Hormonal changes in a female pet’s reproductive tract can lead to a serious infection called pyometra that, if not treated promptly, is a life-threatening condition for your pet. Our Family Veterinary Care of Oakdale team wants to help prevent an emergency situation, and we offer information about pyometra and explain how you can safeguard your four-legged friend.

Pet pyometra basics

When a female pet is ready to mate, they go into estrus (i.e. heat), which means hormonal changes make their body more receptive to pregnancy. Several factors related to this process contribute to pyometra, including:

  • Cystic endometrial hyperplasia — For several weeks after estrus, progesterone levels remain elevated, preparing the uterus for pregnancy by thickening the uterine wall. If your pet doesn’t get pregnant, their uterine lining continues to thicken after each estrus cycle, which can lead to cyst formation in the uterine wall (i.e., cystic endometrial hyperplasia). The cysts secrete fluid that creates an ideal environment inside the uterus for bacterial growth.
  • Elevated progesterone levels — Elevated progesterone levels inhibit the uterine wall’s ability to contract and expel fluid and bacteria.
  • Relaxed cervix — Usually the female pet’s cervix is tightly closed, but during estrus, the cervix relaxes to allow sperm to enter. This also allows bacteria to ascend from the vaginal area.
  • White blood cell (WBC) inhibition — During estrus, WBCs that normally fight infection are prevented from entering the uterus to protect the sperm, which allows bacteria to multiply and grow in the uterus.

Pet pyometra signs

Pyometra can occur in any female pet who has not been spayed, but is most commonly seen in middle-aged and older pets who have never been pregnant. Pyometra typically occurs two to eight weeks after the pet’s last estrus cycle, and is classified as closed or open:

  • Open pyometra — Open pyometra means the cervix remains open, which allows purulent material (i.e., pus) to drain from the uterus through the vagina. In these cases, the only sign may be vaginal discharge, which you may notice on your pet’s hair under their tail or on their bedding. Cats are meticulous groomers, and often don’t leave behind evidence of vaginal discharge. Other signs may include lethargy, fever, decreased appetite, and increased thirst and urination.
  • Closed pyometra — Closed pyometra means the cervix is closed, trapping the infection in the uterus. These pets tend to be much more seriously ill than pets with open pyometra, because the trapped bacteria release toxins. Signs include lethargy, fever, inappetence, vomiting, diarrhea, and increased thirst and urination. 

Pyometra should be suspected in any sick female pet who has not been spayed.

Pet pyometra diagnosis

Diagnostics to identify the condition include:

  • History — We ask questions about your pet’s spay status and the dates of their last estrus.
  • Physical examination — We perform a thorough physical examination looking for abnormalities, such as vaginal discharge or a distended, painful abdomen.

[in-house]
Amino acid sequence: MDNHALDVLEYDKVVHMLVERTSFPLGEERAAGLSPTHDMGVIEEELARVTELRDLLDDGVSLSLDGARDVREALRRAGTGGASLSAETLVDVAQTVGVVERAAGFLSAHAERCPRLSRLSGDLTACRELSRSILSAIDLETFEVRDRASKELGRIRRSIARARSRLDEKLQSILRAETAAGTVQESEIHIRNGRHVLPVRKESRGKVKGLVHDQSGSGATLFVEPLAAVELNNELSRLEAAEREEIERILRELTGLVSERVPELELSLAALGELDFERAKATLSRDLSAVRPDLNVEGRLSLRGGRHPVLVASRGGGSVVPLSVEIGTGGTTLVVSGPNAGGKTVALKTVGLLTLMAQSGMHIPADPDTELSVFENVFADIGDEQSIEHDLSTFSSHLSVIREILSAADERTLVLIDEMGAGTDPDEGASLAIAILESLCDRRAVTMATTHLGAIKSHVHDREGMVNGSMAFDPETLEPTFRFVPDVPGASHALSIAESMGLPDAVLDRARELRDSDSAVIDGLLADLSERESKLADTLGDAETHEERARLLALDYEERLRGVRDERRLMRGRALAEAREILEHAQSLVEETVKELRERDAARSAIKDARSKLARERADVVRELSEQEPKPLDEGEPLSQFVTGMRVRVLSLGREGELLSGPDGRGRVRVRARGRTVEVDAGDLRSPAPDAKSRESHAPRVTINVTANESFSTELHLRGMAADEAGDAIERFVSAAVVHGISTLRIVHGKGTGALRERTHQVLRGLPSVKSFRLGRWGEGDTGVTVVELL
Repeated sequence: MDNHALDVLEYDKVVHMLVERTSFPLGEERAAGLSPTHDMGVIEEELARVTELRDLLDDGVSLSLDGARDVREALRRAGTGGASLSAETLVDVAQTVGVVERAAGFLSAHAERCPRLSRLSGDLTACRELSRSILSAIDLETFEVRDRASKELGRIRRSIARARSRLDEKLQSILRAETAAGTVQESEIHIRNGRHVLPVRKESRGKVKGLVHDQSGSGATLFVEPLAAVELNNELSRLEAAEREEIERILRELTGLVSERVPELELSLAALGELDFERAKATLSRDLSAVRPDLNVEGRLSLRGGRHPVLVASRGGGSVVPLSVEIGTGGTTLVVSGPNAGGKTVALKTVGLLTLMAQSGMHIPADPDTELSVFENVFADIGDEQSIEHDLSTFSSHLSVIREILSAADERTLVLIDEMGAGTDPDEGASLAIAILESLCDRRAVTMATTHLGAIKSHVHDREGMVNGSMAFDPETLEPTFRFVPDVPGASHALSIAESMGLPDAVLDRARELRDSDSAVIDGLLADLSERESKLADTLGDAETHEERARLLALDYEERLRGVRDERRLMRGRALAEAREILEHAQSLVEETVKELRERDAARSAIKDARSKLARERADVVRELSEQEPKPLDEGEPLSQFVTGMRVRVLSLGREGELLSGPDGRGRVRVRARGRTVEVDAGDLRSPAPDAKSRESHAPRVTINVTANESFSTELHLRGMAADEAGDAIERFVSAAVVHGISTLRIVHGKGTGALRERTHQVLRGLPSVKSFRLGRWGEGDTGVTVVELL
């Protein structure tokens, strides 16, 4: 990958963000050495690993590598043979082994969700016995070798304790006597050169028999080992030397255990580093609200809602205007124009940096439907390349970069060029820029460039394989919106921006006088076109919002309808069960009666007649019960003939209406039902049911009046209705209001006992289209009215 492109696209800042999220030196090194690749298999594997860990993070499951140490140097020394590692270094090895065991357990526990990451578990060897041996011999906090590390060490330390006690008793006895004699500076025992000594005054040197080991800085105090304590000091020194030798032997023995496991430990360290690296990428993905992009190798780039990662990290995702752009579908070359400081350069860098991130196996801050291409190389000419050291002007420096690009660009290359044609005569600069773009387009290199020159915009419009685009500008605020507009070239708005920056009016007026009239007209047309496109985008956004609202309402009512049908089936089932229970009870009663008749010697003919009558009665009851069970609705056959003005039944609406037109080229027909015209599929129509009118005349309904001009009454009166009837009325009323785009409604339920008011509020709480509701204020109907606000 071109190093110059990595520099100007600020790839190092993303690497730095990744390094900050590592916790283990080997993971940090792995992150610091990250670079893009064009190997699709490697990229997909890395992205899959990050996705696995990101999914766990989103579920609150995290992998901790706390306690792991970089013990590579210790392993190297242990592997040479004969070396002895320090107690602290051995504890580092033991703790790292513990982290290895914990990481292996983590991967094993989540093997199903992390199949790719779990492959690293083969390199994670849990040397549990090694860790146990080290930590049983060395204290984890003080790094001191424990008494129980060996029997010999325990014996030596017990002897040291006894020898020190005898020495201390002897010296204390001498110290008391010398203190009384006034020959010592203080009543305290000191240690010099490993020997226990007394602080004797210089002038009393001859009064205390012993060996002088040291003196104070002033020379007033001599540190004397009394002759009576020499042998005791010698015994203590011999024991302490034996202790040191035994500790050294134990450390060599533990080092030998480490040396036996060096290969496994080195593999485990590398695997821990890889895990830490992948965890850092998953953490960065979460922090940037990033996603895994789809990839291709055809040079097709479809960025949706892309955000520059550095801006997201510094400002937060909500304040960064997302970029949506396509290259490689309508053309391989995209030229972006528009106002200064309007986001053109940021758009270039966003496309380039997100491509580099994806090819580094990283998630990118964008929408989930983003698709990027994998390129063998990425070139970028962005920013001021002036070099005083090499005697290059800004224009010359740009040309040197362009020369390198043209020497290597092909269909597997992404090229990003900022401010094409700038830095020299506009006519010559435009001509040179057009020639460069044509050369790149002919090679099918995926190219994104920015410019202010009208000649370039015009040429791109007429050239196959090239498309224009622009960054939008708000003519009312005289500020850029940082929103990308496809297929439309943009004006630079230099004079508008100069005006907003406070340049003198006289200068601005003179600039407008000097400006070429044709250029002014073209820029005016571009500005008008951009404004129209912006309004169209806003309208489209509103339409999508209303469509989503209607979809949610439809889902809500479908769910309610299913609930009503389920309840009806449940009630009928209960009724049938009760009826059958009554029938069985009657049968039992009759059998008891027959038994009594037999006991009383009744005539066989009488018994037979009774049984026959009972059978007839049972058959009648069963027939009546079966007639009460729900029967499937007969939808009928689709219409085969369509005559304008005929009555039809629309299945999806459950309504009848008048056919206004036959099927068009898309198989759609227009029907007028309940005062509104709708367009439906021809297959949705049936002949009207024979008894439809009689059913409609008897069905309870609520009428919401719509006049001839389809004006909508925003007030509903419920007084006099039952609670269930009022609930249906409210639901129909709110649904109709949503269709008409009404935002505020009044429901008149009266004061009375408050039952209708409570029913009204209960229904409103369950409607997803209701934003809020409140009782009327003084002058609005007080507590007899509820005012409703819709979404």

• Blood work — We perform a complete blood count (CBC) and biochemistry profile to obtain information about your pet’s overall health and to determine if their WBC count is elevated, which typically occurs during pyometra.
  • Urinalysis — Pyometra typically hinders the kidney’s ability to concentrate urine, and a urinalysis helps us determine if your pet’s urine is too dilute.
  • Imaging — Imaging techniques, including X-rays and ultrasound, are especially helpful to make a closed pyometra diagnosis.
  • Vaginal culture — We may perform a vaginal culture to determine the causative pathogen.

Pet pyometra treatment

Treatment options for pyometra include:

  • Surgery — By far the most recommended pyometra treatment  is surgical removal of the uterus and ovaries. However, spaying a pet with pyometra, unlike a simple typical spay, can be challenging, because the pet most often is extremely sick, the surgeons must ensure the uterine contents don’t spill into the pet’s abdominal cavity, and the pet may bleed excessively. But, once the pet’s infected uterus is removed, they usually recover quickly.
  • Prostaglandins — For pets who are highly valued as breeding animals, prostaglandin therapy is a potential option, although this treatment has some serious disadvantages:
    • Pets don’t clinically improve for at least 48 hours, and the treatment is not suitable for severely ill pets who need immediate intervention.
    • The treatment leads to side effects such as restlessness, vomiting, diarrhea, and abdominal pain.
    • Prostaglandins cause the uterus to contract and can lead to uterine rupture, a severe condition that can be life-threatening.
    • Breeding must occur on the next estrus cycle to prevent pyometra recurrence.

Pets who experience pyometra are at higher recurrence risk, and a pet who undergoes prostaglandin treatment to preserve their breeding ability should be spayed as soon as their breeding purposes are finished.

Pet pyometra prevention

You can easily protect your pet from pyometra by having them spayed when they are young. However, hormones play an essential role in your pet’s development, and we don’t recommend spaying your pet too early. For cats, we recommend waiting until they are 6 months of age. For dogs, our recommendation is based on their breed, lifestyle, and disease risk, but we usually like to spay them between 9 and 12 months of age. 

Contact our Family Veterinary Care of Oakdale team, so we can determine the best time to spay your female pet and protect them against pyometra.